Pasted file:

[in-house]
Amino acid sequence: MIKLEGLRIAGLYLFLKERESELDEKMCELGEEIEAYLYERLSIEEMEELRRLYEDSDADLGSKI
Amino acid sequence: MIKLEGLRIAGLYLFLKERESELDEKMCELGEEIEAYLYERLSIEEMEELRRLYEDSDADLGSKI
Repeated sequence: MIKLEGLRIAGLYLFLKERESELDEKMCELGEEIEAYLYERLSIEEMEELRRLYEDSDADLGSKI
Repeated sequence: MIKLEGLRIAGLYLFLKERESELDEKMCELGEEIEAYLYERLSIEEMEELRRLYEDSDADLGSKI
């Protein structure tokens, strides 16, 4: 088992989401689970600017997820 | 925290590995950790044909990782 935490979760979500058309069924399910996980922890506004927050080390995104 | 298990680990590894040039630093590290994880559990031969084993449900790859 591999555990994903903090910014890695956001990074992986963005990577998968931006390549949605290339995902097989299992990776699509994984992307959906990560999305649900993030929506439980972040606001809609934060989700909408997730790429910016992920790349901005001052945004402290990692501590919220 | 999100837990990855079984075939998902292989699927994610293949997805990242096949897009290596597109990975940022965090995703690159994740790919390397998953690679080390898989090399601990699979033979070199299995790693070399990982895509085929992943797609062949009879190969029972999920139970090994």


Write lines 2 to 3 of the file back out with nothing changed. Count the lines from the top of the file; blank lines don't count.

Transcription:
Amino acid sequence: MIKLEGLRIAGLYLFLKERESELDEKMCELGEEIEAYLYERLSIEEMEELRRLYEDSDADLGSKI
Amino acid sequence: MIKLEGLRIAGLYLFLKERESELDEKMCELGEEIEAYLYERLSIEEMEELRRLYEDSDADLGSKI